Further, tanks usually need to be replaced or repaired after 3-4 years. Other equipment may also have to be replaced.
An estimate for the total costs however is 5-7 euros per kg of spirulina. The main costs involved in the local production of Spirulina are labour, nutrients, packaging, capital and administration. The costs of course depend on the local availability of materials.
In india for example, the cost of building a tank of 18m2 is 166 euro and a feeding programme here produces Spirulina at a cost of 0.01euro per child per day.
Spirulina programs are currently being implemented in Burkina Faso, Cameroon, Central African Republic, Democratic Republic of Congo, Guinea Conakry, Kenya, Madagascar, Mali, Niger, India, and Vietnam.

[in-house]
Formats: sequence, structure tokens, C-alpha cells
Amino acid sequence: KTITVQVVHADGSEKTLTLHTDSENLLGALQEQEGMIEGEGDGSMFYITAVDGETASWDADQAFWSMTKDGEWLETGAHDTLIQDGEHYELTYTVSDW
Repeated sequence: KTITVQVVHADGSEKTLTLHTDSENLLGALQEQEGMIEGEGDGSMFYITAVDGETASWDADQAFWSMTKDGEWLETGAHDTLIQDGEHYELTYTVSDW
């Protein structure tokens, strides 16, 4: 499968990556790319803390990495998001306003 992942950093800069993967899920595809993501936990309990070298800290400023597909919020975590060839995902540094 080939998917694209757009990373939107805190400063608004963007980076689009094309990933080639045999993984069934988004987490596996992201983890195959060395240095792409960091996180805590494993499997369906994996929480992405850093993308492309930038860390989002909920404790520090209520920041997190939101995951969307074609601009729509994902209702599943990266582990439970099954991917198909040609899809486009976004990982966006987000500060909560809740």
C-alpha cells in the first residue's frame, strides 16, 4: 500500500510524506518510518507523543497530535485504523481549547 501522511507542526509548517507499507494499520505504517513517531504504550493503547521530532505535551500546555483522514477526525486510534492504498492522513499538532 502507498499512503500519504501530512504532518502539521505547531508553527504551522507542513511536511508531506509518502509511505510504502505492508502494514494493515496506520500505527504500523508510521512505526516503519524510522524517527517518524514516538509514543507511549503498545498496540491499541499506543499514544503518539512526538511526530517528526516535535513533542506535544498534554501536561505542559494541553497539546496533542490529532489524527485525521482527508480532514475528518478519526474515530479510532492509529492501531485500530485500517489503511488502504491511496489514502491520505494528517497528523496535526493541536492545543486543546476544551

One example of a successful business initiative revolving around Spirulina production can be seen in Madurai, India. Here 15 women run a production facility of 40 Spirulina tanks. They work to produce 150kg of Spirulina per month.
They pack the Spirulina in dry form of 2 gram sachets and sold to two local NGOs. The Spirulina is also combined with millet, jaggery, and sesame to produce “chikki” a type of energy bar to feed 2000 children per day from slums in the neighborhood. At this scale of production, the facility is extremely efficient, and produces at a cost of 0.01 euro per child per day. They currently do not sell in the open market, as this requires more management and marketing skills, however this is being worked on.
- Water-Smart Agriculture in East Africa, a collaborative effort by CARE, GWI, IWMI, and CGIAR. A 321-page sourcebook for improving water management for smallholder farmers.